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Old 09-14-2014, 09:32 AM   #1
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Electric Toad

Does anyone know whether electric cars can be towed four wheels down? I don't mean whether the manufacturer advertises or warranties this, I mean will it damage the vehicles drivetrain, such as when you tow a car with an automatic transmission.

I know most electric vehicles can be charged with ordinary 110V AC which is available at most RV parks, so I was thinking it might make a great choice as a Toad for short trips.

Thanks
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Old 09-14-2014, 01:52 PM   #2
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Generally no.. The only one I am sure of is the Tesla, but I believe it is generally no.

here is why

You need a braking system on your towed.. Many electric cars use a special electronic braking system that "Recovers" energy for the battery,, Now, in normal operation this is no problem, but when towed you are going to cause damage.

Tesla says DO NOT TOW in the owner's manual.. That is the car of my dream so if I ever find the Prize Patrol camped on my doorstep... I'll go to them and have them custom make one for me that can be towed.

But .. Not holding breath on that PP visit.
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Old 09-15-2014, 01:52 PM   #3
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From what I've read the real issue is overheating the electric motors *IF* the car does not have a "Neutral" mode (i.e. disconnecting the wheels from the motors). This is the issue I am most interested in. Toad brakes are nice, but not always required, although most people here will tell you they are mandatory, and I will probably get flamed for saying I currently pull a 2200 lb Mini Cooper without brakes. I can't even tell it's back there, and this is legal in every state except Nevada, which requires brakes on towed vehicles over 1500 lbs (most states are 3000-ish).

I wonder if it's not possible to activate the EV brakes remotely, and use them to apply proportional braking, with the added benefit of charging up the EV batteries at the same time? That would be awesome, but I am sure I will not find a manufacturer who touches that concept with a 10 foot pole. In fact, I've yet to find an EV that whose manufacturer doesn't unequivocally state "DO NOT TOW". Having said that, there are many ordinary (non-electric) vehicles being towed today against manufacturer advice. But if the vehicle isn't under warranty, and it can be done safely and without damaging the vehicle, then I think we'll start seeing people move into the electric-Toad space.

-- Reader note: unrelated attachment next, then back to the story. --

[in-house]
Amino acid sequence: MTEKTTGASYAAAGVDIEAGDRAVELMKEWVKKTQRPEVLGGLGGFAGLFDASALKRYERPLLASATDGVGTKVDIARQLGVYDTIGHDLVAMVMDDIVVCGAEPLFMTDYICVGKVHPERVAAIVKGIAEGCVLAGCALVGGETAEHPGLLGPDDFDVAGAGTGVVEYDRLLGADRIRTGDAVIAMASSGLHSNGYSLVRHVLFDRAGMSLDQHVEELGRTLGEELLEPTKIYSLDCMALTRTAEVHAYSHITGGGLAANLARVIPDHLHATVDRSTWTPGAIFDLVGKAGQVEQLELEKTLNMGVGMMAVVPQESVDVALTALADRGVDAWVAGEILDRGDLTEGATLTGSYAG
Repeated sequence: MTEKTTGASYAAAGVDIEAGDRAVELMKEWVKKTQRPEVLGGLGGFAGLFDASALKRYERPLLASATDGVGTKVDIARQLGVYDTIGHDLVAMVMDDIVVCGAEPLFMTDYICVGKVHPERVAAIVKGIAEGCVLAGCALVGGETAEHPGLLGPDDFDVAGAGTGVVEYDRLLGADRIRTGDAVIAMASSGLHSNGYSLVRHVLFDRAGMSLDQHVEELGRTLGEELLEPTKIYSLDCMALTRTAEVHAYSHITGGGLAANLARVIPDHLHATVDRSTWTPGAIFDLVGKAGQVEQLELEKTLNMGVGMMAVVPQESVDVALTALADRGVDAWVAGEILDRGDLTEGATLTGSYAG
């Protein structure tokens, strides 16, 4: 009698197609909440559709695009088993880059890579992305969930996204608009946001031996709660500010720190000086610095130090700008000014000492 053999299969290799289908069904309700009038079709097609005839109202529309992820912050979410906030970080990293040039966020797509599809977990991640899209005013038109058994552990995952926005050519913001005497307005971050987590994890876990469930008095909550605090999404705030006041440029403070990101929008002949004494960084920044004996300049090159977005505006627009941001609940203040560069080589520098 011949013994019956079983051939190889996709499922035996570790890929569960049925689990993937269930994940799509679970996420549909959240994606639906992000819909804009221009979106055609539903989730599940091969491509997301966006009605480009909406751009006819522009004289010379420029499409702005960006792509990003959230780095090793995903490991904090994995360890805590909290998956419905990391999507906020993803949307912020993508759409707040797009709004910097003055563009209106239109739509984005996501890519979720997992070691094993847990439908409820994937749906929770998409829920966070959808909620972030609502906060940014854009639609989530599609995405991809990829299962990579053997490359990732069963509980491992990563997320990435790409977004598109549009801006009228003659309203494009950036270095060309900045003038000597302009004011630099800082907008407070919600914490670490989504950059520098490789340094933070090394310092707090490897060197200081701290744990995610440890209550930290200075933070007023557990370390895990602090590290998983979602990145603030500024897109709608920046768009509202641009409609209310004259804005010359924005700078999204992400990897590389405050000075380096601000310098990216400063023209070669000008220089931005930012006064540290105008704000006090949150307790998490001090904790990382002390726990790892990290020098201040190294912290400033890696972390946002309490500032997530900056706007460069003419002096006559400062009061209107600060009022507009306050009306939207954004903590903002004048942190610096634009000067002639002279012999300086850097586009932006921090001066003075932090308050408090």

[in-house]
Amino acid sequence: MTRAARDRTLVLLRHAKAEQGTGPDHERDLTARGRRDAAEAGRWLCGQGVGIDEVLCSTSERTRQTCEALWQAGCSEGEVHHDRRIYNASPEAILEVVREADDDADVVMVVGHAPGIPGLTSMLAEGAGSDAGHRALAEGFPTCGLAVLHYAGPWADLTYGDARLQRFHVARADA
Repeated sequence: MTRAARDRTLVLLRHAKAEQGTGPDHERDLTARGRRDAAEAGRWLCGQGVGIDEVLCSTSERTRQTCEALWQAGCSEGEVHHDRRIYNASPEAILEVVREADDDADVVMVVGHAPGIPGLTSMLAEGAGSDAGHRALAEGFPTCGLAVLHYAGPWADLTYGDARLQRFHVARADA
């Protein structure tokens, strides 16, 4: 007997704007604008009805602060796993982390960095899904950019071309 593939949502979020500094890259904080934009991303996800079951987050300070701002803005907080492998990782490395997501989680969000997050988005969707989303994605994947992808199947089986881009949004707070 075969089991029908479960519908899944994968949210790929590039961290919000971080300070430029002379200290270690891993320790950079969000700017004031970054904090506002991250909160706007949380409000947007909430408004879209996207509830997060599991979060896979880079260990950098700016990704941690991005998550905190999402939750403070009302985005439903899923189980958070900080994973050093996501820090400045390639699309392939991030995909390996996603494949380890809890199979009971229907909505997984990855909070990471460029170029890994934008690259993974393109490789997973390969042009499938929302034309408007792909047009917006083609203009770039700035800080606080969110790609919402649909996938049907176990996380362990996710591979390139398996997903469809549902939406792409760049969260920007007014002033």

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Old 09-15-2014, 02:06 PM   #4
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Most electric cars have the electric motor connected directly to the drive train. The wheels turn, the motor turns. That makes it not towable.

While you say, "can't even tell it's back there" your RV does with longer stopping distances. It might be legal in 49 states, but the laws of physics is in effect everywhere. "A body in motion tends to stay in motion unless acted upon by an outside force." That outside force is your RV's brakes. Also, what stops the Mini if it breaks away from the hitch? Take your Mini into a flat parking lot. Push on it to get it rolling, then run around to the front and stop it. As 'light' as it is, it still builds up momentum and force and requires more energy to stop than the RV alone. Your cavalier attitude about safety makes us all unsafe around you.
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Old 09-15-2014, 02:41 PM   #5
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I would have to say No on four wheel down towing. I have a 2014 Cadillac ELR and this is from the manual:

Dinghy Towing

If the vehicle is towed with all four wheels on the ground, the drive unit could be damaged. Repairs would not be covered by the vehicle warranty. Do not tow the vehicle with all four wheels on the ground.

The vehicle was not designed to be towed with all four wheels on the ground. If the vehicle must be towed, a dolly should be used. See the information on dolly towing

Dolly Towing from the Front

The vehicle can be towed from the front using a dolly. To tow the vehicle using a dolly:

1. Attach the dolly to the tow vehicle following the dolly manufacturer's instructions.

2. Drive the front wheels onto the dolly.

3. Put the shift lever in P (Park).

4. Set the parking brake and remove the key.

5. Clamp the steering wheel in a straight-ahead position with a clamping device designed for towing.

6. Secure the vehicle to the dolly.

7. Release the parking brake.

8. Check for adequate rear fascia to ground clearance.

Dolly Towing from the Rear

Towing the vehicle from the rear, with the front wheels on the ground, could damage the drive unit, and front fascia. Do not tow the vehicle from the rear with the front wheels on the ground.
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Old 09-15-2014, 04:01 PM   #6
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Can't help you with your question, but I would encourage you to have a look at this link with regards to your Toad breaking system.